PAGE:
The responsibilities of a self-publishing author

blogger3aIn the last few years self-publishing has gone from being thought of as only something for the unpublishable (and by definition second class) to being a real choice for new authors.  It is so easy to format and produce quality e-books that anyone can do it and if you’re still worried about the technical side there are companies that will do it all for you for a reasonable fee.  No longer does the decision of what constitutes a ‘good book’ lie with agents and publishers who would normally reject the vast majority of manuscripts they receive.

You may be appealing to a small audience or perhaps they simply don’t like your style.  But if you’re convinced there are people who will enjoy your work you have the opportunity to put it out there yourself, and why not?  There are now authors that have turned away from traditional publishing so they can stay in control of their works.  Also agents are looking for successful self-publishers.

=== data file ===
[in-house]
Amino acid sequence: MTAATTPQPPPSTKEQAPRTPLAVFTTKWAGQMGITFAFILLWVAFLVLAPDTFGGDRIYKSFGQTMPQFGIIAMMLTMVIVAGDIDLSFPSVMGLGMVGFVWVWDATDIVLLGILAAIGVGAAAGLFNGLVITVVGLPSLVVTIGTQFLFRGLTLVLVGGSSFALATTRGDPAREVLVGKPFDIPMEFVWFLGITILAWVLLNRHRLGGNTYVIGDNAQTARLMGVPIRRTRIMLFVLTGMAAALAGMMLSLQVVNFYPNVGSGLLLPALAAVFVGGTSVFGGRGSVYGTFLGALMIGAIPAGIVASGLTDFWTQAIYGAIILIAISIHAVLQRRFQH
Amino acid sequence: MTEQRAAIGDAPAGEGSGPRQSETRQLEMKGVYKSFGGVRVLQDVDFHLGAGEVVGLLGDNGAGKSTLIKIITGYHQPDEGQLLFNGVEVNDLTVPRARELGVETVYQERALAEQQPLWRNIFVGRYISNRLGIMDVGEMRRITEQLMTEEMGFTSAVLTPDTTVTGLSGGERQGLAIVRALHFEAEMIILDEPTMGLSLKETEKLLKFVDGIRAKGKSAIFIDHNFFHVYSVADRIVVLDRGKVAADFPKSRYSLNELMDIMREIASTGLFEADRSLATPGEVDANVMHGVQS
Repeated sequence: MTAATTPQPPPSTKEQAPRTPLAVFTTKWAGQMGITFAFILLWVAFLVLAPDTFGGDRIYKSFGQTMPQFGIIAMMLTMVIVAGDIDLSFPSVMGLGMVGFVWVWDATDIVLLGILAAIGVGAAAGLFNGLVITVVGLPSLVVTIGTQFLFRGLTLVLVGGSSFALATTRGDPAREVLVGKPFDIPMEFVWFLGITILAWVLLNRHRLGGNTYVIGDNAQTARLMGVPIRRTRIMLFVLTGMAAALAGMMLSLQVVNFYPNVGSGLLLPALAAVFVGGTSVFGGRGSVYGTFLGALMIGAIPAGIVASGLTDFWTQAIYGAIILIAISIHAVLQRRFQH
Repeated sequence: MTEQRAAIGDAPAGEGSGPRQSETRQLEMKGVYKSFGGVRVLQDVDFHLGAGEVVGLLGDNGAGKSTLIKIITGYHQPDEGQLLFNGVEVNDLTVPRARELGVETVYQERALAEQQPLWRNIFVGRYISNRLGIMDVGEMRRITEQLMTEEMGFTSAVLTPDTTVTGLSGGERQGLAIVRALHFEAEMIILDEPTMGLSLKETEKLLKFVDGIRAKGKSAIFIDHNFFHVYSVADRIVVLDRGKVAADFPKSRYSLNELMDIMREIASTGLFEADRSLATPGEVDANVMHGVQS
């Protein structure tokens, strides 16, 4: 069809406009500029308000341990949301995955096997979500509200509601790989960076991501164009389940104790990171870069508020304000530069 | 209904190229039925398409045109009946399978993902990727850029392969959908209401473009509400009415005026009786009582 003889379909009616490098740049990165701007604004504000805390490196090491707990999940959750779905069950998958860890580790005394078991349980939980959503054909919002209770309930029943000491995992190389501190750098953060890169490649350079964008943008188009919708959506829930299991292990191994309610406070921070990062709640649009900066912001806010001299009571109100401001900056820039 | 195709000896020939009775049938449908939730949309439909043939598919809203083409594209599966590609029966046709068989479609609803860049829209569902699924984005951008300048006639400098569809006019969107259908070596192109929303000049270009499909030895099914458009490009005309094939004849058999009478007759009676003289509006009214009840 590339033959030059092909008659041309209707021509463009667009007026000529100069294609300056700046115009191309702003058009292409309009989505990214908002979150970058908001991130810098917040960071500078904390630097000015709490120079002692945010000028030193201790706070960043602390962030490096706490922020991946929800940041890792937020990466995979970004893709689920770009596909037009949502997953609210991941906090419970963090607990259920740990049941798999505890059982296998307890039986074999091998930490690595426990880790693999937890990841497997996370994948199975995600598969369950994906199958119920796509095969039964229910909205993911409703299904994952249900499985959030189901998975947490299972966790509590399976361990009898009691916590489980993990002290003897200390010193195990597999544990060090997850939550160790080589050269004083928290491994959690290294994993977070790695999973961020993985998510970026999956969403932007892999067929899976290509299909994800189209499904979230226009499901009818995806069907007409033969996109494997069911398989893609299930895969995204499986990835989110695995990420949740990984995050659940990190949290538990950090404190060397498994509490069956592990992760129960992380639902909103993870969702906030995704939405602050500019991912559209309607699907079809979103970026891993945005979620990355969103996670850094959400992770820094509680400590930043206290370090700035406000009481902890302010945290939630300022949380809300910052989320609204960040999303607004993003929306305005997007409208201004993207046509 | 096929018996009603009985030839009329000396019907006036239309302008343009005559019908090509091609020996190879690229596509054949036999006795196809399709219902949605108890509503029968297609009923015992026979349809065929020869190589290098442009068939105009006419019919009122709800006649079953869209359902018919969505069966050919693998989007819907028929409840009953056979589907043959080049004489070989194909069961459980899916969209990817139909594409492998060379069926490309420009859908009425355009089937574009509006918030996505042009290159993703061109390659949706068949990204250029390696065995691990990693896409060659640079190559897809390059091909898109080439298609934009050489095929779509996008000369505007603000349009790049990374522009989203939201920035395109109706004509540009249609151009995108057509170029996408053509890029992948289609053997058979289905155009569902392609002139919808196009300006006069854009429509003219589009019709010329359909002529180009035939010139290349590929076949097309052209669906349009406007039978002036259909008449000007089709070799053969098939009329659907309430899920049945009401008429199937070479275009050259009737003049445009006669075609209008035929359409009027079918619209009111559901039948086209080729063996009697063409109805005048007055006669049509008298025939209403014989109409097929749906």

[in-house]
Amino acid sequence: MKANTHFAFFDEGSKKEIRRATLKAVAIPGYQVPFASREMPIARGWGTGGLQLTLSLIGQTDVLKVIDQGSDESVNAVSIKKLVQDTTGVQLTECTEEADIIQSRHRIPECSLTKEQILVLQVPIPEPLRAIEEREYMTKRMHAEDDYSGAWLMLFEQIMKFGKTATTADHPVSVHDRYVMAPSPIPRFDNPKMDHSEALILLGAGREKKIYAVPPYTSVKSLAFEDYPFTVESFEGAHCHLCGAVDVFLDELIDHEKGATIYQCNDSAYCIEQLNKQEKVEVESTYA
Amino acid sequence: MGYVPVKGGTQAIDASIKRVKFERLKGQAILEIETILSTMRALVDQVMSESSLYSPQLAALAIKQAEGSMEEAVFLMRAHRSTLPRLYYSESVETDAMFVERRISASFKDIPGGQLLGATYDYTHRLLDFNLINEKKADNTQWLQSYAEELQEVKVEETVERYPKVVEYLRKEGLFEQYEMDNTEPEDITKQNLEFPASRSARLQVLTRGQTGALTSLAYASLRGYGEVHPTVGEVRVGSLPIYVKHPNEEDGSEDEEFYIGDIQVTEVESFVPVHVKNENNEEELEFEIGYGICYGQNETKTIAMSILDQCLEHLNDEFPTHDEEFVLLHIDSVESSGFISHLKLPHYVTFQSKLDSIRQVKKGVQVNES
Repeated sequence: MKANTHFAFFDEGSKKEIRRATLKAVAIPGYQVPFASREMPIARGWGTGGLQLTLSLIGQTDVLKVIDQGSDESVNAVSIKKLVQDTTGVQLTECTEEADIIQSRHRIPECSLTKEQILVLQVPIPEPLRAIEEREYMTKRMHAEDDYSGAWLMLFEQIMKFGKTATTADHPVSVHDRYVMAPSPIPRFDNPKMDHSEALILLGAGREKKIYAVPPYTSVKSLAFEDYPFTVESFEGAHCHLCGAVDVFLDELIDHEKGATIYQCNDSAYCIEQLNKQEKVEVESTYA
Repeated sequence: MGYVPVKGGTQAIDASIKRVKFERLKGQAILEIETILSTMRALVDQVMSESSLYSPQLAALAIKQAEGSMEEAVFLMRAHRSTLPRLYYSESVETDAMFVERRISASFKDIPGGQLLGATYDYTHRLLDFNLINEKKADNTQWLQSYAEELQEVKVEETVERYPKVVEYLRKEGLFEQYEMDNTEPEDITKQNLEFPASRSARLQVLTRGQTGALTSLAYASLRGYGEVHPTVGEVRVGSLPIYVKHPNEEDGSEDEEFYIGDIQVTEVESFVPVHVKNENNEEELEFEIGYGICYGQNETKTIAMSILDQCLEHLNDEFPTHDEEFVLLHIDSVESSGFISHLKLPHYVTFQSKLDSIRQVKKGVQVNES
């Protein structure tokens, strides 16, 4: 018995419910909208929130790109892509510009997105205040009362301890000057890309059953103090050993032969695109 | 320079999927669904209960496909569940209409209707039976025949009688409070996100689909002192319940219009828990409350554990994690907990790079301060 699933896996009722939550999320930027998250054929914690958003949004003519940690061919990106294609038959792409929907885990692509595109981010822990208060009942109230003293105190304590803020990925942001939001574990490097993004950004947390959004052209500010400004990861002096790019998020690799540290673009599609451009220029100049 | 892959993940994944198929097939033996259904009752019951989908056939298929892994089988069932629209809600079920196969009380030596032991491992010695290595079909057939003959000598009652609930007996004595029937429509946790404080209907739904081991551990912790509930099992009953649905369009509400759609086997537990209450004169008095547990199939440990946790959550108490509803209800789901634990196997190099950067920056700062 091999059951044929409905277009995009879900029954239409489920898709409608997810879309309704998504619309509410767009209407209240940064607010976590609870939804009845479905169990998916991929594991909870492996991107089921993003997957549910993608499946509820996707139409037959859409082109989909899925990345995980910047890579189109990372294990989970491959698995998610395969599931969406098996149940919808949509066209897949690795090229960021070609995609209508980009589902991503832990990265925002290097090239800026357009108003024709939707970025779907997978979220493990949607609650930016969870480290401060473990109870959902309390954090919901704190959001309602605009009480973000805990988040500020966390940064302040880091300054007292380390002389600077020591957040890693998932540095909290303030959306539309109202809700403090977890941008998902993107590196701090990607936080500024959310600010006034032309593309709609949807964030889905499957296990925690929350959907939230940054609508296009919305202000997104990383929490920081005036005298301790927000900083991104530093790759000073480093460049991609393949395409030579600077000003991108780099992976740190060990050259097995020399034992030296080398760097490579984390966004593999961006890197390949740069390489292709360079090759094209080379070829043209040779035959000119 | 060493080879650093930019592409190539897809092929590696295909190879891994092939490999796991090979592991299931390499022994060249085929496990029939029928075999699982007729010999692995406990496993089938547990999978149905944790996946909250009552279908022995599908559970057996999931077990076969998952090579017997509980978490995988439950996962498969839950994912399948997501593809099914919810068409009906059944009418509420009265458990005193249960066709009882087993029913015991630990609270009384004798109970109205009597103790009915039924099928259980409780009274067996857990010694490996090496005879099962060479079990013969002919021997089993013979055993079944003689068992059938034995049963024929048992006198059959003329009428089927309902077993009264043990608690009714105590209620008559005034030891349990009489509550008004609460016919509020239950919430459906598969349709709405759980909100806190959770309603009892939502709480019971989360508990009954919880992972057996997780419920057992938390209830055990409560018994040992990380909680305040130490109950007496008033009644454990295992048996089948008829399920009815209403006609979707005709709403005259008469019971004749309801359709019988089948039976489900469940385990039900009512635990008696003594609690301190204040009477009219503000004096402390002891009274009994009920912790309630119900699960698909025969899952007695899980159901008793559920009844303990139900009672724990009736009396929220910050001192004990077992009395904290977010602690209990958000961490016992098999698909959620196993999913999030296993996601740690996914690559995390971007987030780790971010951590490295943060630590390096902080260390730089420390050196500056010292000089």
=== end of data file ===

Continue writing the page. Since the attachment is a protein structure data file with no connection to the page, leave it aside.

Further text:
However, having read many self-published books I believe with this freedom comes certain responsibilities for the self-publishing author we can’t ignore if we are to continue to grow in stature and challenge the world of traditionally published books:

1)  The first and most obvious is quality.  I have read well written and presented e-published novels (mainly science fiction in my case) that would be hard to distinguish from those of a traditional publishing firm.  However I have read a number that are either badly written, and I don’t just mean in a style that I didn’t appreciate, or are littered with typos and formatting errors.  And often if you find a publication with one of those you will have the other as well, as if the writer just doesn’t care.  I know it is not easy.  I revise my books many, many times before I send them to a professional proof reader (who goes beyond just proof reading) and yet I know, as soon as I press the publish button I’ll find an error.

So to my mind your story can be as ‘left field’, whacky, off the wall as you like (see below) but we have to produce to the highest quality possible.  I have said in previous blogs that as self-published authors the readers may be prepared to forgive us a few errors, but beyond that I know myself I just stop reading.